At home or in the workplace, there will always be unexpected repairs—like when a falling tree branch breaks a window. You have to install a new window, which is corrective maintenance. Other major repairs may be avoided if the correct preventive maintenance is performed ahead of failure.

For example, you might decide to trim off a dead or overhanging branch before it falls during the next storm and breaks the window, which would be preventive maintenance. Due to budget constraints, miscommunication from management, or limited resources, in some production environments, it may not always be obvious when to use corrective vs. preventive maintenance. We’ll help you make informed decisions by discussing and comparing them both in detail.

About Corrective Maintenance

Maintenance technician performing corrective maintenance repair on an air conditioning unit

Corrective maintenance (CM) is maintenance performed to restore a non- or under-performing asset to an optimum or operational condition. Examples of corrective maintenance include:

  • Pulling weeds as part of facilities maintenance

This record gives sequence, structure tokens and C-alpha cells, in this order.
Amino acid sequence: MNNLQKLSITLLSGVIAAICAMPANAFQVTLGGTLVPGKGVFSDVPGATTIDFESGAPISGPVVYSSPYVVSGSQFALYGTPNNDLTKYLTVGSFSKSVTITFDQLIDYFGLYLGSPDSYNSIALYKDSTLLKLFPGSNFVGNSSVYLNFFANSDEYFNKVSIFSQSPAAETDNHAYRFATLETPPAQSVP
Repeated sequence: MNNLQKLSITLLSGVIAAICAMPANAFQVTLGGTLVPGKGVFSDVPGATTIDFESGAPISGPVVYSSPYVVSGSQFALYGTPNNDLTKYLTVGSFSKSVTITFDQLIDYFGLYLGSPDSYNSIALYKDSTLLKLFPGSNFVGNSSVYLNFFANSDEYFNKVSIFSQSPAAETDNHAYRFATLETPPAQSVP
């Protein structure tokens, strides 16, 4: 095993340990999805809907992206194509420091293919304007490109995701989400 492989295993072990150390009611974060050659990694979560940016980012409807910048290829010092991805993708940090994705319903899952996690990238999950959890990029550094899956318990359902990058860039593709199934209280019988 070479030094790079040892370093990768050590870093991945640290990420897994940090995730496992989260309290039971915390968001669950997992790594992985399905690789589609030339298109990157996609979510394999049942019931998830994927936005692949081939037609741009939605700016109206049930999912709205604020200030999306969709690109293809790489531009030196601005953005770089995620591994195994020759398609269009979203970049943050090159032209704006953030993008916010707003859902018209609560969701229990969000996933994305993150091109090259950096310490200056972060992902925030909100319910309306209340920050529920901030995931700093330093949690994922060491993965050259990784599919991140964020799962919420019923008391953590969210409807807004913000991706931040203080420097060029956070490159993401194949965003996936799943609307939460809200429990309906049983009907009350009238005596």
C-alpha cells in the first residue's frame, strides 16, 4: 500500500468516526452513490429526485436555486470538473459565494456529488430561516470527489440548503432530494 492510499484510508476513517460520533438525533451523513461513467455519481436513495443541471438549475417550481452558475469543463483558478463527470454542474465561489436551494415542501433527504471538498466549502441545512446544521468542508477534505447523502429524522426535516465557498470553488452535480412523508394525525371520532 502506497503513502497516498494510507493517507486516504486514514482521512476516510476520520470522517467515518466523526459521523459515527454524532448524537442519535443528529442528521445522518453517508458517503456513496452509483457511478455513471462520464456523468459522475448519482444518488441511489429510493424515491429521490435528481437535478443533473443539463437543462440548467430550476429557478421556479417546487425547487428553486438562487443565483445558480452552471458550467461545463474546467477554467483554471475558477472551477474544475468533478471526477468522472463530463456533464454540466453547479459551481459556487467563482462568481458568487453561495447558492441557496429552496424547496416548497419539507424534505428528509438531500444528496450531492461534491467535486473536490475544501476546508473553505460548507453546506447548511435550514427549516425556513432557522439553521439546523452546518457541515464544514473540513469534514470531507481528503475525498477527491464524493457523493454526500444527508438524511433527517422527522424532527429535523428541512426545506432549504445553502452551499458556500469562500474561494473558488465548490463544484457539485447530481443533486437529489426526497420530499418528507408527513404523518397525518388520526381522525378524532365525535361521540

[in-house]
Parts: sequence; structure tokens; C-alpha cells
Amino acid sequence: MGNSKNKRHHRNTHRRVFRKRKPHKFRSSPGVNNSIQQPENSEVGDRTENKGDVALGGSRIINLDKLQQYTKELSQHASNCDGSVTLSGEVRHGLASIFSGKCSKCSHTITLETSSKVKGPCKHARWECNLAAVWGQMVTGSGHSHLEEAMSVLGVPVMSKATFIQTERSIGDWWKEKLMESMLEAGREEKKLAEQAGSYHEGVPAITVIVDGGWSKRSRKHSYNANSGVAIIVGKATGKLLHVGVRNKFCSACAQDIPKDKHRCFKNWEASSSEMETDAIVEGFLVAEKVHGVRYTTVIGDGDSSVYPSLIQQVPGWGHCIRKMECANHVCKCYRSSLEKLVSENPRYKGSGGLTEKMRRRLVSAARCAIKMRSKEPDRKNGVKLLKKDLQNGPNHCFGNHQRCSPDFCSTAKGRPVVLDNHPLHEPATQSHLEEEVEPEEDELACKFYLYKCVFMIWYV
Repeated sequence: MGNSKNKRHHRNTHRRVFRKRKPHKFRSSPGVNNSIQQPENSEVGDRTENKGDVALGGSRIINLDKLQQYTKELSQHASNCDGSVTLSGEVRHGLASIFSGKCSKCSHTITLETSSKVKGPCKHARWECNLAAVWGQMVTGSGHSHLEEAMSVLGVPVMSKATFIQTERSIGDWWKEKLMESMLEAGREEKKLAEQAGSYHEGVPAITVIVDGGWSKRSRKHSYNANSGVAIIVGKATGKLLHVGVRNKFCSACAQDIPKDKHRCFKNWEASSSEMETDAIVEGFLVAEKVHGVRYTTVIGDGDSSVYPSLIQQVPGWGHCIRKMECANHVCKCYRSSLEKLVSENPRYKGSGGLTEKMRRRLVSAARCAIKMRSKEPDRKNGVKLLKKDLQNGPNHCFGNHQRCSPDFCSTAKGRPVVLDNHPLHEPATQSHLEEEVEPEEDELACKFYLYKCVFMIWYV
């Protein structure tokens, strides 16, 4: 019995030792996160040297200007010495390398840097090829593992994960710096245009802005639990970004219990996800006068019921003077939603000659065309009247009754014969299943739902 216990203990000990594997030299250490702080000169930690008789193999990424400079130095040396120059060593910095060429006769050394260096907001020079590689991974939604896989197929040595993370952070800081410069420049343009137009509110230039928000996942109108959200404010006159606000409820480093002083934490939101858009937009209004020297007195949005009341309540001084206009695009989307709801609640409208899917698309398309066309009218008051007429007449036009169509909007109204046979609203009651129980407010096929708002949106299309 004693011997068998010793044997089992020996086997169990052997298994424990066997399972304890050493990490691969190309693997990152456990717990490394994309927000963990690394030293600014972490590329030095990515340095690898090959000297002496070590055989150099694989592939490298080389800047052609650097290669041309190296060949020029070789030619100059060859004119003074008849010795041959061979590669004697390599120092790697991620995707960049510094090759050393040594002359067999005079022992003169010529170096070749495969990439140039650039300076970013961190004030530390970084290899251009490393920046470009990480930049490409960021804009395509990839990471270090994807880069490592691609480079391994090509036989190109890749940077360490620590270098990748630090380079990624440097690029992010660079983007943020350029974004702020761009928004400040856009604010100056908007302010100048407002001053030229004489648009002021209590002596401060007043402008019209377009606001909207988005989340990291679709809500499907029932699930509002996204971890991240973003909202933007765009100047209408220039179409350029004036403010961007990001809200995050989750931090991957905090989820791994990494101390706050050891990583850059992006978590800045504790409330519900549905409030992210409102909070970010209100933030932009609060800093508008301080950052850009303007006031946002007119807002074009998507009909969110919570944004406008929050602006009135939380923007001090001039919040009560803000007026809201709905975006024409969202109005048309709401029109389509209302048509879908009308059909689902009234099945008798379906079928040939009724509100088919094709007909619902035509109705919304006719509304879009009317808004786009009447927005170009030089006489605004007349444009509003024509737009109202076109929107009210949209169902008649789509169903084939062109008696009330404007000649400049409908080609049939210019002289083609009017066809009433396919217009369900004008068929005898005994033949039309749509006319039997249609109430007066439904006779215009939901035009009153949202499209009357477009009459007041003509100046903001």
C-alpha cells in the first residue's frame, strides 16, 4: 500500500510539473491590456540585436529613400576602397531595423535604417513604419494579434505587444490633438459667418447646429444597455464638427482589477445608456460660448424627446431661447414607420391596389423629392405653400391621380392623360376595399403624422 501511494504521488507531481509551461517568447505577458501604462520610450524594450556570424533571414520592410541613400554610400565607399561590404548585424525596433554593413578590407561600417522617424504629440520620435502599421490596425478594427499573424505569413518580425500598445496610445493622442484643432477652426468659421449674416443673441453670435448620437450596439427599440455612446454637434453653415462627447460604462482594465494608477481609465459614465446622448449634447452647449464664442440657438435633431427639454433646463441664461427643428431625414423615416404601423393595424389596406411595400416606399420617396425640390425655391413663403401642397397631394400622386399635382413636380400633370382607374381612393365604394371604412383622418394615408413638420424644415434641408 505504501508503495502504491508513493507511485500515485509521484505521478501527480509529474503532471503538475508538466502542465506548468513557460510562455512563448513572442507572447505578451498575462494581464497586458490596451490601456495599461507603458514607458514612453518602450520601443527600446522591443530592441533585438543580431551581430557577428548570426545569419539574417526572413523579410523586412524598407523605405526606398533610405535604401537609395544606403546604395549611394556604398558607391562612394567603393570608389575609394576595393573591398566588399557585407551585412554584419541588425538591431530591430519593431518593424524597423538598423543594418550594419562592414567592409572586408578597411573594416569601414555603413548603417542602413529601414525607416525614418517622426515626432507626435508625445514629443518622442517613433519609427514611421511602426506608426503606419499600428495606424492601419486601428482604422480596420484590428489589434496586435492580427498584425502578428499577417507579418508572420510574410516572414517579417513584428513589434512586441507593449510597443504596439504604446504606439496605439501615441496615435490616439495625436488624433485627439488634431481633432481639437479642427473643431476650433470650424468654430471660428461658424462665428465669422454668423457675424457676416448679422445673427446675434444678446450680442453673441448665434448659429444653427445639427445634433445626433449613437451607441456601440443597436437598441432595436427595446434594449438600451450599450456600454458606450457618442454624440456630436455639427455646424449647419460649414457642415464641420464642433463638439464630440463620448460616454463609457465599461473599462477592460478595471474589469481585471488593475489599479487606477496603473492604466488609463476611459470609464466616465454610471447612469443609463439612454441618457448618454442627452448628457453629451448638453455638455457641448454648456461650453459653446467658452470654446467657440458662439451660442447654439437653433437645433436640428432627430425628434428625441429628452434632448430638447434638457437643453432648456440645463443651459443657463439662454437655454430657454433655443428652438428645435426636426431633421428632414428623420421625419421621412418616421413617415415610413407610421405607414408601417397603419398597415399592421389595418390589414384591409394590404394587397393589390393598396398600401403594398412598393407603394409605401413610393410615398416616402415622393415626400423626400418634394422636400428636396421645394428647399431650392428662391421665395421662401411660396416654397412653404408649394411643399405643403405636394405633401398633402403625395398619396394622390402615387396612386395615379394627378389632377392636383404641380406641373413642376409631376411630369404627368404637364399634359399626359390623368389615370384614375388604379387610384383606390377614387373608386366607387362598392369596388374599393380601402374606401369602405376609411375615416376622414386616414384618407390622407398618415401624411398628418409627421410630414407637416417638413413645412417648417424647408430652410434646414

• Replacing the alternator in a fleet vehicle after it refused to start
  • Replacing an entire machine in a production line post-failure
  • Changing a belt on a machine that malfunctioned

Corrective maintenance can fall into two categories: scheduled and unscheduled. Scheduled corrective maintenance is a repair that needs to be made, but doesn’t have to be performed immediately. Unscheduled corrective maintenance occurs when a repair is required immediately due to the failure of an asset critical to production. As you may have guessed, unscheduled corrective maintenance usually takes priority over scheduled corrective maintenance.

While corrective maintenance can get a bad rap, it is a valid maintenance strategy and in some cases, the best type of maintenance to perform. It has advantages such as less planning required, a simplified need-based process, and saving money when maintenance involves a simple process (minimal labor) replacing inexpensive parts.

Read Blog Post: What is Corrective Maintenance?

About Preventive Maintenance

 

Maintenance technician performing preventive maintenance by inspecting machine with a checklist

Preventive maintenance (PM) is maintenance that is proactively performed on an asset with the goal of lessening the likelihood of failure, reducing unexpected downtime, and prolonging its useful life. Examples of preventive maintenance include:

  • Changing the oil on a riding lawn mower
  • Cleaning an air duct
  • Replacing rusted bolts on a machine
  • Inspecting a production line asset

Just like with corrective maintenance, there are two types of preventive maintenance: calendar-based and runtime-based. Calendar-based PM is done on a planned, periodic basis, anywhere from once per week to once per year. Runtime-based PM is done based on how long a machine has been operating since the last preventive maintenance task was performed on the asset. For example, you might schedule lubrication of a machine after every 3000 hours of runtime.